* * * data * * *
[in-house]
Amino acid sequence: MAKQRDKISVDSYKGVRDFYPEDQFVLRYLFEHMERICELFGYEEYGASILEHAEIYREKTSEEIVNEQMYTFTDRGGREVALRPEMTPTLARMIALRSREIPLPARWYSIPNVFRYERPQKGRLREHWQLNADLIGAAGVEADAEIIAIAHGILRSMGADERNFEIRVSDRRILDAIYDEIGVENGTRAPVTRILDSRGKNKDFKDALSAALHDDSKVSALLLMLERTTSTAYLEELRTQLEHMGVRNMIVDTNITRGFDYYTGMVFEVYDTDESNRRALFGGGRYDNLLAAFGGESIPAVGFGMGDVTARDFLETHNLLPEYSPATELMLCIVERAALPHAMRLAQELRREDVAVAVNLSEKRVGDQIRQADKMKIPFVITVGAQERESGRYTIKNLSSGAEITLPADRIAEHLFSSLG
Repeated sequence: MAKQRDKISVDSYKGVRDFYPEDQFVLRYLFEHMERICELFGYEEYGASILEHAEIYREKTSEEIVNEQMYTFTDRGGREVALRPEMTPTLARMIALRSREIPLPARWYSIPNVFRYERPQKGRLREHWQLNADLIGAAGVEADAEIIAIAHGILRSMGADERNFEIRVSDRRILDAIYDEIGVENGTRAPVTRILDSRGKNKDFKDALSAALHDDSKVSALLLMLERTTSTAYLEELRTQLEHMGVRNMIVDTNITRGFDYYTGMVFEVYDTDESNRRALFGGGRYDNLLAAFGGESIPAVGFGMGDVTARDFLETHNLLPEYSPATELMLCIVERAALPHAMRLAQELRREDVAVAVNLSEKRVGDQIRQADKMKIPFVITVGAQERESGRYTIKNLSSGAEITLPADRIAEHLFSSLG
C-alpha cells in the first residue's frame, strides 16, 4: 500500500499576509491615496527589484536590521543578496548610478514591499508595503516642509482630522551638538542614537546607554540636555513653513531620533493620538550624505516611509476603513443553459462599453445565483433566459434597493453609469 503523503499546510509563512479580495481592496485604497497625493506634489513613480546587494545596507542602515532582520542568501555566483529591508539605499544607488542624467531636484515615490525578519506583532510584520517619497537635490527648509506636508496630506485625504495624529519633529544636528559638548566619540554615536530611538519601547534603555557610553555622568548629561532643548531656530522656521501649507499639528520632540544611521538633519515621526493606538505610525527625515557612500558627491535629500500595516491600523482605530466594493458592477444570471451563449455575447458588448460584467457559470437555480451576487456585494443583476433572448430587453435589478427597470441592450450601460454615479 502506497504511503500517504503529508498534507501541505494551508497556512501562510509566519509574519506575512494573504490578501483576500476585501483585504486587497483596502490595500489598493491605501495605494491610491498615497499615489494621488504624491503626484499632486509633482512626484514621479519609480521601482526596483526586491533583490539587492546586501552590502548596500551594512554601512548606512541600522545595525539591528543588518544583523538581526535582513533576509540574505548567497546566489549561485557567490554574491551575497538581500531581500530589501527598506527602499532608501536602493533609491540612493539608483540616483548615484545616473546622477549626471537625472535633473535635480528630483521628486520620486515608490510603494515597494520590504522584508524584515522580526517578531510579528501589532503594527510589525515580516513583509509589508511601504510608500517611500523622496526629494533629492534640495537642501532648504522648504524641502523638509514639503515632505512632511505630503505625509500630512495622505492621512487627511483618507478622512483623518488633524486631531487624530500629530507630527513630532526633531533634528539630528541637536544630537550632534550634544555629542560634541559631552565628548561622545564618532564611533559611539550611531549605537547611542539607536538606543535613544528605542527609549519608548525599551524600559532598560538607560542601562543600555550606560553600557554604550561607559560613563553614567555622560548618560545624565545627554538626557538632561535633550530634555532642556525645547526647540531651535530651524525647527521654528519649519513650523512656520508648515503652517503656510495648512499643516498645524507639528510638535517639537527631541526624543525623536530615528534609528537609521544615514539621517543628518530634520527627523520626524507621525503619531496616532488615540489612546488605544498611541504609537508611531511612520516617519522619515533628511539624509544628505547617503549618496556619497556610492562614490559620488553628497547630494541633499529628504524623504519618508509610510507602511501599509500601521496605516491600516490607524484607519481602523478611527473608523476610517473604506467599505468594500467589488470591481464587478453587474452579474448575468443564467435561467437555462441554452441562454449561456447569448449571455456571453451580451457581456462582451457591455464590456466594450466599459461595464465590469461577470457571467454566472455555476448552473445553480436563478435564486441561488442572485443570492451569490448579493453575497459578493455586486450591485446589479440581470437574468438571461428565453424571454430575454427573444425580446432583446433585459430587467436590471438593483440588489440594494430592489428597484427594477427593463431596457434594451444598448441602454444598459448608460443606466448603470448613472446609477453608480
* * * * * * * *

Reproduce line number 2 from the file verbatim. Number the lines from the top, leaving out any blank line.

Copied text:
Amino acid sequence: MAKQRDKISVDSYKGVRDFYPEDQFVLRYLFEHMERICELFGYEEYGASILEHAEIYREKTSEEIVNEQMYTFTDRGGREVALRPEMTPTLARMIALRSREIPLPARWYSIPNVFRYERPQKGRLREHWQLNADLIGAAGVEADAEIIAIAHGILRSMGADERNFEIRVSDRRILDAIYDEIGVENGTRAPVTRILDSRGKNKDFKDALSAALHDDSKVSALLLMLERTTSTAYLEELRTQLEHMGVRNMIVDTNITRGFDYYTGMVFEVYDTDESNRRALFGGGRYDNLLAAFGGESIPAVGFGMGDVTARDFLETHNLLPEYSPATELMLCIVERAALPHAMRLAQELRREDVAVAVNLSEKRVGDQIRQADKMKIPFVITVGAQERESGRYTIKNLSSGAEITLPADRIAEHLFSSLG